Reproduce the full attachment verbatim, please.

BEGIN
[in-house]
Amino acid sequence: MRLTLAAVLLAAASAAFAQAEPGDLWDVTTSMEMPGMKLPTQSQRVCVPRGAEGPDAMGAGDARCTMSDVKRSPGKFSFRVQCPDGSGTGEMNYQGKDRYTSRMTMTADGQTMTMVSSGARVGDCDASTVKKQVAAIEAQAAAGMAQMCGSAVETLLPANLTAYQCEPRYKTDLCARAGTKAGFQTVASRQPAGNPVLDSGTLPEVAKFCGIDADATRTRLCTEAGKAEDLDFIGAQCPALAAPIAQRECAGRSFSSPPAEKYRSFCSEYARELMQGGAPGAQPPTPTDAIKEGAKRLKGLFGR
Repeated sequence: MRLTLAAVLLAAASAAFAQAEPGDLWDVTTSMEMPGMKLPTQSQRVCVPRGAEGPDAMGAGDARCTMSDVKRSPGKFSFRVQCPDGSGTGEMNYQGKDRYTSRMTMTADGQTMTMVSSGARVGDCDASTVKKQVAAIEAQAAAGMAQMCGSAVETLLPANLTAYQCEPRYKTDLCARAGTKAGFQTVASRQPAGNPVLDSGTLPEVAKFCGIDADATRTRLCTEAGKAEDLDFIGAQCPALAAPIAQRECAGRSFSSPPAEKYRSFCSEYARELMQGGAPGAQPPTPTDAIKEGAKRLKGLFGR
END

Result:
[in-house]
Amino acid sequence: MRLTLAAVLLAAASAAFAQAEPGDLWDVTTSMEMPGMKLPTQSQRVCVPRGAEGPDAMGAGDARCTMSDVKRSPGKFSFRVQCPDGSGTGEMNYQGKDRYTSRMTMTADGQTMTMVSSGARVGDCDASTVKKQVAAIEAQAAAGMAQMCGSAVETLLPANLTAYQCEPRYKTDLCARAGTKAGFQTVASRQPAGNPVLDSGTLPEVAKFCGIDADATRTRLCTEAGKAEDLDFIGAQCPALAAPIAQRECAGRSFSSPPAEKYRSFCSEYARELMQGGAPGAQPPTPTDAIKEGAKRLKGLFGR
Repeated sequence: MRLTLAAVLLAAASAAFAQAEPGDLWDVTTSMEMPGMKLPTQSQRVCVPRGAEGPDAMGAGDARCTMSDVKRSPGKFSFRVQCPDGSGTGEMNYQGKDRYTSRMTMTADGQTMTMVSSGARVGDCDASTVKKQVAAIEAQAAAGMAQMCGSAVETLLPANLTAYQCEPRYKTDLCARAGTKAGFQTVASRQPAGNPVLDSGTLPEVAKFCGIDADATRTRLCTEAGKAEDLDFIGAQCPALAAPIAQRECAGRSFSSPPAEKYRSFCSEYARELMQGGAPGAQPPTPTDAIKEGAKRLKGLFGR